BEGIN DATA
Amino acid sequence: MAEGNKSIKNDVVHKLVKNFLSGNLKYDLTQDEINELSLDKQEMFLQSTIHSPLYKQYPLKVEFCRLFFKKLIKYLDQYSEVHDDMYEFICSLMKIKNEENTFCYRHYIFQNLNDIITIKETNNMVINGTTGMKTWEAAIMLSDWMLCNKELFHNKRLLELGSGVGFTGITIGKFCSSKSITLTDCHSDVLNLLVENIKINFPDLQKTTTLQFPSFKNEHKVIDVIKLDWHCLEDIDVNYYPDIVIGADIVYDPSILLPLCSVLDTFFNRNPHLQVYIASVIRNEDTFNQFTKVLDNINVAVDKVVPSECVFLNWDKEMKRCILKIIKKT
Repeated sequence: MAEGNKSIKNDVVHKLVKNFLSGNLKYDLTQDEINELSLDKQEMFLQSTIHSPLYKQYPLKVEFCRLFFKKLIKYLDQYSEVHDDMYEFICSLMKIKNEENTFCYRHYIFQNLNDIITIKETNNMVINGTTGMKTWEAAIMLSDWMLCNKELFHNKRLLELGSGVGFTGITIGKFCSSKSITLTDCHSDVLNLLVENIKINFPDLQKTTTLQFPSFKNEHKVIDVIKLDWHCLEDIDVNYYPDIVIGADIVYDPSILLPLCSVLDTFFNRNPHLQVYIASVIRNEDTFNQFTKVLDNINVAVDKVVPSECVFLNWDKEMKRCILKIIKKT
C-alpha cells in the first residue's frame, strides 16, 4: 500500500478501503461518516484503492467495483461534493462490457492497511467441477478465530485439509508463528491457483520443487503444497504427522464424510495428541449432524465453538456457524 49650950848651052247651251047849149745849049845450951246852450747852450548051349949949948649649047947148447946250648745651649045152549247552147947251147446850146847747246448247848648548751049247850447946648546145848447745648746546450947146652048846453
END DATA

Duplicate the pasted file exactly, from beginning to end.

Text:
Amino acid sequence: MAEGNKSIKNDVVHKLVKNFLSGNLKYDLTQDEINELSLDKQEMFLQSTIHSPLYKQYPLKVEFCRLFFKKLIKYLDQYSEVHDDMYEFICSLMKIKNEENTFCYRHYIFQNLNDIITIKETNNMVINGTTGMKTWEAAIMLSDWMLCNKELFHNKRLLELGSGVGFTGITIGKFCSSKSITLTDCHSDVLNLLVENIKINFPDLQKTTTLQFPSFKNEHKVIDVIKLDWHCLEDIDVNYYPDIVIGADIVYDPSILLPLCSVLDTFFNRNPHLQVYIASVIRNEDTFNQFTKVLDNINVAVDKVVPSECVFLNWDKEMKRCILKIIKKT
Repeated sequence: MAEGNKSIKNDVVHKLVKNFLSGNLKYDLTQDEINELSLDKQEMFLQSTIHSPLYKQYPLKVEFCRLFFKKLIKYLDQYSEVHDDMYEFICSLMKIKNEENTFCYRHYIFQNLNDIITIKETNNMVINGTTGMKTWEAAIMLSDWMLCNKELFHNKRLLELGSGVGFTGITIGKFCSSKSITLTDCHSDVLNLLVENIKINFPDLQKTTTLQFPSFKNEHKVIDVIKLDWHCLEDIDVNYYPDIVIGADIVYDPSILLPLCSVLDTFFNRNPHLQVYIASVIRNEDTFNQFTKVLDNINVAVDKVVPSECVFLNWDKEMKRCILKIIKKT
C-alpha cells in the first residue's frame, strides 16, 4: 500500500478501503461518516484503492467495483461534493462490457492497511467441477478465530485439509508463528491457483520443487503444497504427522464424510495428541449432524465453538456457524 49650950848651052247651251047849149745849049845450951246852450747852450548051349949949948649649047947148447946250648745651649045152549247552147947251147446850146847747246448247848648548751049247850447946648546145848447745648746546450947146652048846453